Significant pay gap, women missing from management: New figures show gender inequality in business

Australian workplaces have produced disappointing results when it comes to gender equality, according to new research.

The Workplace Gender Equality Agency has released its biggest ever set of standardised data on employers' gender equality performance, and the results show that workplaces need to do much more.

The data was collected from over 11,000 employers across 19 different industries, covering a total of 3.9 million employees.

The pay gap in the WGEA's reporting population is 19.9% - higher than the national average. Women's representation drops off drastically in senior management positions – women only make up 26.1% of key management positions and only 17.3% of CEOs.

Only 13.6% of employers have a strategy for flexible work. As a result, women make up 75.3% of part-time employees.

WGEA director Helen Conway told Women's Agenda these poor results relate to the combined impact of cultural and structural biases in the workplace.

"Many organisations have cultural problems with gender bias. We live in a society that holds on to gender stereotypes – there are still expectations about what women will and won't do in society, which seeps into our workplaces. For example, employers often assume that women who return from maternity leave don't want to move up the management ranks," she said.

"These cultural biases lead employers to make assumptions about what women want in the workplace without having that conversation with their female employees."

Conway said the major structural problem that stems from these biases is lack of flexibility at work.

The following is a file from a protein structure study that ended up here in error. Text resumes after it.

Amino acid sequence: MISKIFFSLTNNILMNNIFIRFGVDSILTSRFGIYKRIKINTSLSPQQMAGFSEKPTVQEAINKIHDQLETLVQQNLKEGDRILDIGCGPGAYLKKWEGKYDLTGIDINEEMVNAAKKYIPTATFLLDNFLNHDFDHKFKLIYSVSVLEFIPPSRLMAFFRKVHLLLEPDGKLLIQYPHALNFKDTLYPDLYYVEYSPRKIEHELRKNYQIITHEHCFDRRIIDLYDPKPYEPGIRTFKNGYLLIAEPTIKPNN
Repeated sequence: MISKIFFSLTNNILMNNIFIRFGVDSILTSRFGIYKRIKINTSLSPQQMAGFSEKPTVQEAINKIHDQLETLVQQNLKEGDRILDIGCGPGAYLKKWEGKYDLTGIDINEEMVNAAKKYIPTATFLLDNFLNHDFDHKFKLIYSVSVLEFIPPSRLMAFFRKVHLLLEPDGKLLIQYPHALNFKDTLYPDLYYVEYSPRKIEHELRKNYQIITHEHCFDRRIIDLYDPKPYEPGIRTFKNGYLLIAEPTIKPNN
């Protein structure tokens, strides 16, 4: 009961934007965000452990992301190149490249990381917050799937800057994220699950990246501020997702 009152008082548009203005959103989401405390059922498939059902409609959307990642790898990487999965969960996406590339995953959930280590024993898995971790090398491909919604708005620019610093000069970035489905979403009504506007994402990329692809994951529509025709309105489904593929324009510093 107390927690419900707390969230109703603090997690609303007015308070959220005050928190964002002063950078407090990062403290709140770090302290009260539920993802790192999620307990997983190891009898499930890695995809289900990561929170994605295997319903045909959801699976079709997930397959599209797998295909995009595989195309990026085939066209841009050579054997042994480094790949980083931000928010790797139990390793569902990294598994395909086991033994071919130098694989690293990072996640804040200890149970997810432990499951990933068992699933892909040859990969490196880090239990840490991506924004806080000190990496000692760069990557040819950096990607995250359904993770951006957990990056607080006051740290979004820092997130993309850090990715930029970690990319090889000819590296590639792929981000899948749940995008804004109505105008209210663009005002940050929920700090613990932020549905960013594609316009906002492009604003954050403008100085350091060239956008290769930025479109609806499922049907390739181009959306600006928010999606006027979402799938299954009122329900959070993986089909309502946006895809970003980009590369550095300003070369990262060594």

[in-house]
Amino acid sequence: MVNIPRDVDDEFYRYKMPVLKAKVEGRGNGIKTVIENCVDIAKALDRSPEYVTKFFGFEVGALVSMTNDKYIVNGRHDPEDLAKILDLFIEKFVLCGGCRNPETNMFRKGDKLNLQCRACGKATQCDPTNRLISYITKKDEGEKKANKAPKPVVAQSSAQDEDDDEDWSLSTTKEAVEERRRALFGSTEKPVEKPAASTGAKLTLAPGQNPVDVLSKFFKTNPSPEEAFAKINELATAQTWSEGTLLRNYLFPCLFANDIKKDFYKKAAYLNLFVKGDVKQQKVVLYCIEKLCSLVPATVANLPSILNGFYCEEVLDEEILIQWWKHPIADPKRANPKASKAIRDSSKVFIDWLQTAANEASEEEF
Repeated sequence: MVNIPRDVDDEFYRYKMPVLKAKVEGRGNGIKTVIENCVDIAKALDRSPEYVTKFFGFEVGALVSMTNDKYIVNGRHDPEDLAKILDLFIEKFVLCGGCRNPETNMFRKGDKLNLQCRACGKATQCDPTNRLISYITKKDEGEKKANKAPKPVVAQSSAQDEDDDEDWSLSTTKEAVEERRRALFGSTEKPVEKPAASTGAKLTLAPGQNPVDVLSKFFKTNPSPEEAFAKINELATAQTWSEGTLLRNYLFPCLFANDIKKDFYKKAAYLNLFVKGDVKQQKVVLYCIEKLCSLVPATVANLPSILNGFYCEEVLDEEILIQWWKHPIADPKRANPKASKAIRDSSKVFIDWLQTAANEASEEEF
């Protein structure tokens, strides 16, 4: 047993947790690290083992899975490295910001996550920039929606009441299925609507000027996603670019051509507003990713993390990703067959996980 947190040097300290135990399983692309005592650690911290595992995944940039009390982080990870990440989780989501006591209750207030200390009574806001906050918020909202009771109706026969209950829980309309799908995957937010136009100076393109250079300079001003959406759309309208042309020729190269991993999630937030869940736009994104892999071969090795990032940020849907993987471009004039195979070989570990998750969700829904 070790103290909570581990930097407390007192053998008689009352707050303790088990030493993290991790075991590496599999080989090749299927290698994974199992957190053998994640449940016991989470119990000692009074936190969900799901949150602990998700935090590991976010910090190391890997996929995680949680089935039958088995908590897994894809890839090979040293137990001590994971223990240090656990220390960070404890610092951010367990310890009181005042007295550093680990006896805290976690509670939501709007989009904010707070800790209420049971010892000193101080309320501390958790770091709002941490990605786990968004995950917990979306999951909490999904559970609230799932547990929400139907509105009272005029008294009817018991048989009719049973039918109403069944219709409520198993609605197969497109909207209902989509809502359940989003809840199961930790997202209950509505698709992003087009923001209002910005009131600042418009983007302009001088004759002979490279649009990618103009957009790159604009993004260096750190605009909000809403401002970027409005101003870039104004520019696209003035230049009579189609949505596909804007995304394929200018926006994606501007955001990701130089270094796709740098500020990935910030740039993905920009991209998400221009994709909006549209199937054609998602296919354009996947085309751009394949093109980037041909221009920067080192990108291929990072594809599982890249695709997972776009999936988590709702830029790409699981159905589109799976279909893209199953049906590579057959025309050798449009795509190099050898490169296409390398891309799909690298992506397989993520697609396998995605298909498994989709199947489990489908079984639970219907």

"Very few people in top management positions are offered any flexibility at work, and so very few of these positions are held by women. When we redesign jobs to allow flexibility for employees in caring roles, we will see more women at the top of the ladder."

Conway said the lack of flexibility impacts all three major issues identified by the study: the gender pay gap, the lack of women in senior leadership positions and the overrepresentation of women in part-time work.

Despite these disappointing results, less than a quarter of employers have conducted pay gap analyses. Only 7.1% of employers have standalone gender equality strategies.

In response to these low levels of awareness about organisations' own gender equality performance, the WGEA has developed a toolkit for employers to analyse and improve their performance.

"The toolkit is a full roadmap for employers – it shows them how to diagnose the key issues for them in terms of gender equality, how to perform better in these areas and then how to review their progress."

Conway said that while the resources provided by the WGEA will be helpful in promoting workplace gender equality, the study itself will also help keep employers accountable.

If organisations do not use the resources available to them to increase gender equality in the workplace, they will be judged harshly when the study is conducted again next year.
"There is great power in transparency. Now everyone will be able to see which organisations are taking action on gender inequality and which aren't. We hope that people will start making more informed decisions when choosing employers, as they will be able to see exactly how seriously their employer takes gender equality," she said.

"There is no silver bullet when it comes to workplace equality, but once there is transparency we can see exactly which employers are taking up the challenge and taking positive steps - and which ones aren't."

Other key findings

- One in three employers have no women in key management positions

- 31.3% of organisations have no female executives

- Only 23.7 of board directors are female, and only 12% of chairs

- Despite this, only one in ten employers have made efforts to lift female representation on their boards

- Only 13.2% of employers have a strategy to support employees in family or caring roles

- Of the 48.5% of the female reporting population, over half are casual or part time workers

- Only one in four employees in the top three management positions are female

- The finance and insurance services industry reported the biggest pay gap at 36.1%

- Only 18.1% of employers have a pay equity strategy

- Only 7% of employers have a strategy to prevent sex based discrimination in the workplace

Lucia Osborne-Crowley

Lucia Osborne-Crowley is a journalist and producer at Women's Agenda.

Twitter: @LuciaOC_

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